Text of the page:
Live to Shoot - Defending our 2nd Amendment Rights

Happy Memorial Day

May 26, 2024 Jeff Dowdle Episode 203
Live to Shoot - Defending our 2nd Amendment Rights
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Show Notes Transcript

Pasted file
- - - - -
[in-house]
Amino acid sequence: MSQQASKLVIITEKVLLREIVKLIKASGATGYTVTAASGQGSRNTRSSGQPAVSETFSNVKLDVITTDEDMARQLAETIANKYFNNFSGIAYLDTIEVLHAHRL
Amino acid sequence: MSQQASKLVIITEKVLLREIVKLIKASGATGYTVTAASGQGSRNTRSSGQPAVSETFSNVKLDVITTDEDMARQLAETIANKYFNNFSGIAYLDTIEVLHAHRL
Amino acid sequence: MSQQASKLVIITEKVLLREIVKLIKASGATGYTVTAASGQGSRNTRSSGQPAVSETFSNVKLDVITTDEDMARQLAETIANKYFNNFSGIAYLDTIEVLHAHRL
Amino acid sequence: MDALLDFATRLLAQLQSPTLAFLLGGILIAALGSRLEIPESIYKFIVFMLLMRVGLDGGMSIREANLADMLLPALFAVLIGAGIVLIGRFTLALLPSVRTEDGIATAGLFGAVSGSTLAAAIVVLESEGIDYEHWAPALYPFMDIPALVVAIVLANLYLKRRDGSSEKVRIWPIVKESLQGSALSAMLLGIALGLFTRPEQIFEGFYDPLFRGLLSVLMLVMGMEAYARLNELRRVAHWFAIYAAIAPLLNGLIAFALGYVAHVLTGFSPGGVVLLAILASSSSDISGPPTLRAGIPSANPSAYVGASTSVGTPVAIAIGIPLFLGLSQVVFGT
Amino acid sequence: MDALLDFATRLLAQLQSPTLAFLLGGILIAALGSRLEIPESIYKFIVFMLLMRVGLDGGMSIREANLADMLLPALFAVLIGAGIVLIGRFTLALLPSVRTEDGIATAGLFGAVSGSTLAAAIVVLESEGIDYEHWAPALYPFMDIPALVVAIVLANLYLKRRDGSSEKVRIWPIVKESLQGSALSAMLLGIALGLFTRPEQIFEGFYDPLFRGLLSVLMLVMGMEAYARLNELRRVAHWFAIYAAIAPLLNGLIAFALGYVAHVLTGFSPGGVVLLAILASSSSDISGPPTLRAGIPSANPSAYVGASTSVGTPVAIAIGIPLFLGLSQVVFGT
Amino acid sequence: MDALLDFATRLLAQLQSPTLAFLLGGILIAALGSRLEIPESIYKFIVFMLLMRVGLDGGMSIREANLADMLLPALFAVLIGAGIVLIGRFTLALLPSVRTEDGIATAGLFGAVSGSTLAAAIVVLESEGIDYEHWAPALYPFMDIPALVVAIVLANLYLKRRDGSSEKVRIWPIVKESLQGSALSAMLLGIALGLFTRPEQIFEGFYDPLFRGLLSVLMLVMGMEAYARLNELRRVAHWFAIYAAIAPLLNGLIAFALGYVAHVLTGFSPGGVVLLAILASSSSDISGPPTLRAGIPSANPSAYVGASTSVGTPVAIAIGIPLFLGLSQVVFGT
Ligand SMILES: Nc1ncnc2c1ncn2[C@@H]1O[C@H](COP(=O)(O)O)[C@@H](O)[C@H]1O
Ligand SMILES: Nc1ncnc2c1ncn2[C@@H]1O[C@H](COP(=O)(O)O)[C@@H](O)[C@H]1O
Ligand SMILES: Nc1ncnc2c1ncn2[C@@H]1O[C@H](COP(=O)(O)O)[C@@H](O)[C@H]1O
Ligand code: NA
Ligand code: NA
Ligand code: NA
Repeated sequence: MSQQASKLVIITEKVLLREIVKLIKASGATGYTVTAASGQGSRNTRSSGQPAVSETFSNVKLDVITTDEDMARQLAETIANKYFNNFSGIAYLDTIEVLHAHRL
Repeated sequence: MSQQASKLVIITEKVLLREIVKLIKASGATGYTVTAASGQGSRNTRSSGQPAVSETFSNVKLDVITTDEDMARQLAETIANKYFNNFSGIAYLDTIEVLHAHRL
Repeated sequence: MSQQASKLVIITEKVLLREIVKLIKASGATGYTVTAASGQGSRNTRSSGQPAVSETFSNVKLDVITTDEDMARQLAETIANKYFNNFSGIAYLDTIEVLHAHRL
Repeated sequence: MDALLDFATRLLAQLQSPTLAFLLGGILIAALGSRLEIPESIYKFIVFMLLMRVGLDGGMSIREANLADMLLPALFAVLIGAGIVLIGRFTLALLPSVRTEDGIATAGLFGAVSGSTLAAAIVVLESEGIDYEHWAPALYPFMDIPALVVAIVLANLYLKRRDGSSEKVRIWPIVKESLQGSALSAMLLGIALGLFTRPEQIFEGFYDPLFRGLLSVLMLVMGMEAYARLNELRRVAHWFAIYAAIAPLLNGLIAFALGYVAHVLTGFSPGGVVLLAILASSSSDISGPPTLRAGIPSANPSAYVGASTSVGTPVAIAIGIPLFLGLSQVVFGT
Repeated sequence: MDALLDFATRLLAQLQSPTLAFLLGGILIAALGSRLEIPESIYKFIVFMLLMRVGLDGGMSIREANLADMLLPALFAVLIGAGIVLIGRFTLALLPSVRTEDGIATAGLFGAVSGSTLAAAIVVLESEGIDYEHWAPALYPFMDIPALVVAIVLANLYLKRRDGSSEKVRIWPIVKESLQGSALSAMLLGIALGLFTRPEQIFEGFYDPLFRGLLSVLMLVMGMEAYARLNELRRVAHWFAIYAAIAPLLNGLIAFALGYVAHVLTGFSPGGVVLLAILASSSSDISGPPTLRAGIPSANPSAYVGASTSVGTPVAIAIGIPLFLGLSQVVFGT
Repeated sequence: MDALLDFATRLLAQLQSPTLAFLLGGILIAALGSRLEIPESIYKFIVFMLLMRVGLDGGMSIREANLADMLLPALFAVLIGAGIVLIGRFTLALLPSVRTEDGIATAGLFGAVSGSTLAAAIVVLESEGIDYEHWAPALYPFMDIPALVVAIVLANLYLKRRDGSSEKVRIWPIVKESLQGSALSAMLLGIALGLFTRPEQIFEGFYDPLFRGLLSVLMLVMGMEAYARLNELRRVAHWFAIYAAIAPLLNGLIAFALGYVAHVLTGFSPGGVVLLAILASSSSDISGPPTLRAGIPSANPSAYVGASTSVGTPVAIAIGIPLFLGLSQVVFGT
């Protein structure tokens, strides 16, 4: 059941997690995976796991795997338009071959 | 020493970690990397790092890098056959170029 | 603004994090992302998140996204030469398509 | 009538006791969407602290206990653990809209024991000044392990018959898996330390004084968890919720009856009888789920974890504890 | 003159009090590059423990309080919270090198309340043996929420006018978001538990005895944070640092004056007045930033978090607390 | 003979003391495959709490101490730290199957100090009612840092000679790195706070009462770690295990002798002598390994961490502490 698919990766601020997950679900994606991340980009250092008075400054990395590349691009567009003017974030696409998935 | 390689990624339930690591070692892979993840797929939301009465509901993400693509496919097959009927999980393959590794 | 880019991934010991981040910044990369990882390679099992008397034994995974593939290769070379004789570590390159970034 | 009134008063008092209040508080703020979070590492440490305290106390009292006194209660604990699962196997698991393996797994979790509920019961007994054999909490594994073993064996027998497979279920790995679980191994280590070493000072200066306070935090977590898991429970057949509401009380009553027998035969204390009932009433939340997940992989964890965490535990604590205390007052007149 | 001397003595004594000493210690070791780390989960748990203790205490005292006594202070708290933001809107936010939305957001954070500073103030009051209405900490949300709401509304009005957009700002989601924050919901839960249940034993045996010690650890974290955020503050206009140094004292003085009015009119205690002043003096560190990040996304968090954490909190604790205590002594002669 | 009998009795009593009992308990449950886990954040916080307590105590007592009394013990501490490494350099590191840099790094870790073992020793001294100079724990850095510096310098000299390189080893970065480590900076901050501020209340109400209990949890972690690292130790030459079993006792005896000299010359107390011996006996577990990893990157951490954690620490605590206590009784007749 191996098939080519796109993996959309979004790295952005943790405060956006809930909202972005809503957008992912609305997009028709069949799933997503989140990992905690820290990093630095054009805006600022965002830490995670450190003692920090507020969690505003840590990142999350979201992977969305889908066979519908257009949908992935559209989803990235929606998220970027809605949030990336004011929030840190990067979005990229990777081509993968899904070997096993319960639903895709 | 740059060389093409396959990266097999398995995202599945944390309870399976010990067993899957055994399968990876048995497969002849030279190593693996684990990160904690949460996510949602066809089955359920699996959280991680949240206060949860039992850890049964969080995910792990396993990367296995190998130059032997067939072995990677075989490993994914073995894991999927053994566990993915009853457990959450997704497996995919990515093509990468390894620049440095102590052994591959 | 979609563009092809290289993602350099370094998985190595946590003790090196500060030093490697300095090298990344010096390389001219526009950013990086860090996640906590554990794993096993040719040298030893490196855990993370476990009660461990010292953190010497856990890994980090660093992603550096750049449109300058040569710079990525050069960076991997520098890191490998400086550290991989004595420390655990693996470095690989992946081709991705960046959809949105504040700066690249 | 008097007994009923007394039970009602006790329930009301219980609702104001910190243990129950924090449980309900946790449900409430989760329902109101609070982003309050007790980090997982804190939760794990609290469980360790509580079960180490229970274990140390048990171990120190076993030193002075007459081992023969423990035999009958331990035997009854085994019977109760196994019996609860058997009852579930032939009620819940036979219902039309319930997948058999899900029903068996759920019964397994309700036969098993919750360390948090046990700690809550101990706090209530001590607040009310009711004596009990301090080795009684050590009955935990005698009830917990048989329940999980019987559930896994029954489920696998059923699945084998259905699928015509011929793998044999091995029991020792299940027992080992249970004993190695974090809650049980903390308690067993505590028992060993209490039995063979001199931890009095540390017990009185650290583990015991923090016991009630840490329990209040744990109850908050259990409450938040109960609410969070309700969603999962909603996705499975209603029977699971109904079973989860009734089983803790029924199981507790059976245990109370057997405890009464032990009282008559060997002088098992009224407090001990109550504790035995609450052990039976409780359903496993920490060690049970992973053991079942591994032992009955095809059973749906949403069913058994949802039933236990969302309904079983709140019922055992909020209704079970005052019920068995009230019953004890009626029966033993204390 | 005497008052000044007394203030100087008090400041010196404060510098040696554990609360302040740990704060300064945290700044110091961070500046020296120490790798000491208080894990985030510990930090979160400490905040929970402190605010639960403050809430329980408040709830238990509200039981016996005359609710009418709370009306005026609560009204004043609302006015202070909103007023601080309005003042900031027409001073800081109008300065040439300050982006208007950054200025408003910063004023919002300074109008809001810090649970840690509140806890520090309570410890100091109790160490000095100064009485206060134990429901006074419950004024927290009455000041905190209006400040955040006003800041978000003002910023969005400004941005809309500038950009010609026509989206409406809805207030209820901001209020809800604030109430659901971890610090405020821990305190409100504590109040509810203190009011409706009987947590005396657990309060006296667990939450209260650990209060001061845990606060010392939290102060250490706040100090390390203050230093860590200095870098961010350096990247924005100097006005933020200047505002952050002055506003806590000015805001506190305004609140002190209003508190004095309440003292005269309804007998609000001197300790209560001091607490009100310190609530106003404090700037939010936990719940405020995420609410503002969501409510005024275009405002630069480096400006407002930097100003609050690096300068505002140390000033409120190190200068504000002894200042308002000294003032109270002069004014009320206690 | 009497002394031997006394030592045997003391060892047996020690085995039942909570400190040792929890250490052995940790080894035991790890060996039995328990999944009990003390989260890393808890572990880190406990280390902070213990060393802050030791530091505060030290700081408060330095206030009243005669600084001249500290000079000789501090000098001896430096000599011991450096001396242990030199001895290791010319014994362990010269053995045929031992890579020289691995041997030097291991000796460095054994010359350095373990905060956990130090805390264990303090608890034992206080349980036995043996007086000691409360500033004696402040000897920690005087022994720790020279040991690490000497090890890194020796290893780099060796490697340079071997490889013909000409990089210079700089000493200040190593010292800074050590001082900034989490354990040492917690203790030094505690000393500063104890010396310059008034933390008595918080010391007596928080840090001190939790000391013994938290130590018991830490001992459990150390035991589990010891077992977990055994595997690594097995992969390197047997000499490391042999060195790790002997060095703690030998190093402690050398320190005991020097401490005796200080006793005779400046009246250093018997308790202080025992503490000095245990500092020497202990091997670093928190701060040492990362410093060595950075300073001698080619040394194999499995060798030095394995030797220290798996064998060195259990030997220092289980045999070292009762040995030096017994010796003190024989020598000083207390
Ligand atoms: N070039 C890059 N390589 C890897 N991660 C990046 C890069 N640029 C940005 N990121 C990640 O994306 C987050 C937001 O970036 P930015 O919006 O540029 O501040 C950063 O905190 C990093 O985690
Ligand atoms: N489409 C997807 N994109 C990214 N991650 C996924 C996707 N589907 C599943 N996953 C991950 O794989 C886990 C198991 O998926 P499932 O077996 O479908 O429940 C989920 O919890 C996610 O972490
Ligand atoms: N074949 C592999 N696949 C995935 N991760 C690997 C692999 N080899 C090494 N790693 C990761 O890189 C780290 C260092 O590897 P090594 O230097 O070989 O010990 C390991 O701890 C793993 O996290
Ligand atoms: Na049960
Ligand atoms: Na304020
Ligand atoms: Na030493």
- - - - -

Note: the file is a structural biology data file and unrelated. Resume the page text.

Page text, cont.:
Welcome to the Live To Shoot podcast. My name is Jeff Dowell, and I've been a licensed firearm dealer for the last 17 years. This podcast talk about all things related to Second Amendment, as well as anything else going on in the world. Or anything in my personal life, a sports story, or anything else that I might find interesting. So welcome, welcome, welcome. It is Memorial Day weekend, and I hope y'all are enjoying it. I hope y'all are taking a moment to reflect and remember those that, that did die and what this We can do it's all about I think we have too many of our holidays they get caught up in the commercialization of Aspect of things or just the idea that we're gonna have a Monday off or what have you but Memorial Day to me Is one of the most significant holidays and as our kids were younger I'd we I tried really to reflect on on them what the The holiday was valid. We went to a lot of ceremonies. We went to the national cemeteries and such and did, the best to convey to them how important remembering those that have fallen to give us the ultimate freedom of this country and to, to live like, like we, like we live today. But Memorial Day is not unique to the United States. It's celebrated other places and but Memorial Day for us it came about, following the civil war and, the civil war, it has had the largest number of casualties of any war in the United States and estimates are that almost half of those soldiers were unknown. And as part of a a movement, many Southern women started, putting flowers on graves on, on Confederate soldiers. And, but there were many places that They claim they had the original Memorial Day Columbus, Georgia, Savannah, Georgia, Gettysburg Bowlesburg, Waterloo, New York and Charleston where I just went last Thanksgiving, they'd uncovered a grave of 257 Union soldiers, and on May 1960, or 1865, sorry some slaves, former slaves organized a parade 2, 800 children prayed, read Bible verses, and, and reburied the soldiers with honor as an act of gratefulness for their, their ultimate sacrifice, which gave them freedom. In 1868 General John Logan commander of the Civil War Veterans Organization The Grand Army of the Republic called for a decoration day to be observed annually on May 30th, and this is really kind of where what's deemed to be the the first official, Memorial Day. James Garfield, in 1881, gave an executive order that gave May 30th off to all all government workers so they could decorate graves of those who died in the Civil War. Then in 1921, President Harding had the remains of an unknown soldier from World War II buried in the tomb of the unknown soldier on Memorial Day. And we'll come back to the tomb here in a minute. But, when you look at these numbers of people Americans that have died through various wars and you look, the Revolutionary War, 25, 000. War of 1812, 20, 000. Pretty unknown war, right? Mexican American War, 13, 000. Civil War, though, 625, 000 Americans. Everyone that died, obviously, in that war were Americans, and it was pretty unknown. It was brother against brother, Spanish American 2400 World War One, 116, 000, World War Two, 405, 000, Korea, 36, Vietnam, 58, 000. I'm sorry, Korean War, I abbreviate 36, 000 Vietnam War, 58, 000, Persian Gulf. There's 258 that was, kind of the shock and awe Operation Enduring Freedom 2, 356, Iraq, Operation Iraqi Freedom 4, 489. And I, I just, as we talk about these forever wars that we keep getting ourselves into. Operation Enduring Freedom in Afghanistan, this is listed as from 2001 to 2014. And we took a two year break and now we have Operation Iraqi Freedom 2003 to 2012. And then, there's been other wars, and fighting terrorism security border Ukraine to name a few. So it is unfortunate that, we have lost so many lives. Then in 1958 president Eisenhower on Memorial Day. He placed the remains of the unknowns from World War II and Korea into the Tomb of the Unknown Soldier and then in 1968 it was officially decided that Memorial Day would be moved to the last Monday in May, which is where we are today. Now I mentioned the tomb of the Unknown Soldier. And if you have not been to Arlington Cemetery in DC and watched the changing of the Guard you, if you are there, that you must see that that is an am amazing site to see. And it, it, it's quite moving. Arlington Cemetery in itself is, is a quite, quite a moving place to be. But during, civil War, as I mentioned earlier, almost half the people were unknown. And they of times were, were buried just along the roadside of where the battle happened. they had the battle and they'd just bury them. And nobody knew who they were. They didn't have, we didn't have dog tags. We didn't have anything like that. people had scattered. They'd come from all over the country. There was really no organization about how any of this was happening. And But so but this did really start bringing upon the the, our national cemetery system to where we could actually start giving these people a more honorable burial and that our first national cemeteries came about in 1862 and at Arlington, there are about 2, 100 Union and Confederate soldiers buried beneath the tomb of the, of the unknown soldier. And there's also other Civil War unknown burials throughout the, the cemetery. Then, as we progressed along the during World War I the soldiers started getting dog tags. somewhat with their names on them. So it became a little less of an issue in terms of, of, of the unknowns per se, got a little bit better identification, but up until then, the policy had always been for repatriation of, of any soldiers killed abroad, meaning if you're an American soldier and you're killed in England, your remains would get shipped back to to the United States. After World War I, France and Great Britain had so many, there were so many casualties and they had so many unknown they actually barred the repatriation of their soldiers back to the, to the, to the, to the countries so to ease the grief on those people that their loved ones weren't being brought back for proper burial. They created each France and Britain each created their own unknown soldier tombs on Armistice Day in November 11th, 1920. So they, they were the first to come up create the the tombs for the unknown soldiers. It's time Americans policy was you could choose the families could choose whether or not they their loved ones stayed where they were killed or where having those bodies brought back to the state. But then it was in November 20, 1920, or I'm sorry, in December 1920, when New York Congressman and World War I veteran Hamilton Fish Jr. proposed that legislation to provide for the internment of one unknown American soldier at a special tomb to be built in Arlington National Cemetery said the purpose of the legislation was to bring home the body of an unknown American assault warrior who. And himself represented no section, no, no section, creed, or race in the, in the late war. And who typifies more over the soul of America and the supreme sacrifice of her, her rogue dead. So in October 21, they selected four bodies. And then that was chosen by just an unknown soldier sergeant who Out of those four, picked the body that would be put in the tomb of the unknown soldier. And on November 11th, 1921, the soldier was placed in the tomb and President Warren Harding officiated at that ceremony and placed the Medal of Honor on the casket. Then in World War II, Following World War II there are many Americans that were supporting the idea of creating an unknown, putting an unknown in the tomb for World War II, but then Korea got in the way. So that whole process was delayed and on it wasn't until 1958 when they decided to exhume 13 bodies representing soldiers from the European and North American conflict for war two and then for the Pacific. And they chose one unknown from both of those areas of conflict to be buried in the tomb. And then also at that same time, they chose a soldier representing the Korean conflict and both unknown. All those unknowns arrived on May 28, 1958, and they laid in state. And then on Memorial day 1958, they were transported to our national, our national cemetery and, and put in the tomb of the unknown. The Vietnam war unknown. He was placed in there in, in 1984. But because of DNA technology and, and such because of d DNA technology and stuff, he, he would lay at rest at the for about 14 years. And then finally they were able to successfully identify that the soldier was a Lieutenant, Lieutenant Michael Joseph Blasey. And, he was shot down as a pilot and so his remains were removed. And so now the remains in the crypt for the Vietnam unknown is currently empty. But to to, Like I said, to go to that tomb, to see it, to watch the, the, the guards that, that guard that tomb and their dedication and the changing of the guard is an amazing thing. And I just encourage you to do it. I encourage you to go to YouTube and just watch videos about the changing of the guard or some of the conditions that they exist in. They are out there 24 seven, and it's pretty much. I don't know if there's even been an instance when the tomb was left unguarded because of weather. These soldiers have, put their life on the line through some severe weather to guard them, and it's considered a very high honor to be selected to guard this tomb. But that's just a little bit about what Memorial Day is about and what has transpired. And I just encourage you to just take time to remember those that have fallen for us and given that sacrifice so that we can have this freedom. And there are so many people in this country that hate this country, but they also need to know that those people So that they could hate our country. Happy Memorial Day. Enjoy the time with your family. But again, take some time to remember those who have given the ultimate sacrifice. I appreciate you listening. like I always say, send me a text from the link in the notes. Follow me. Do whatever you want. Share this. Get the word out. I appreciate it. And thanks. Have a happy Memorial Day.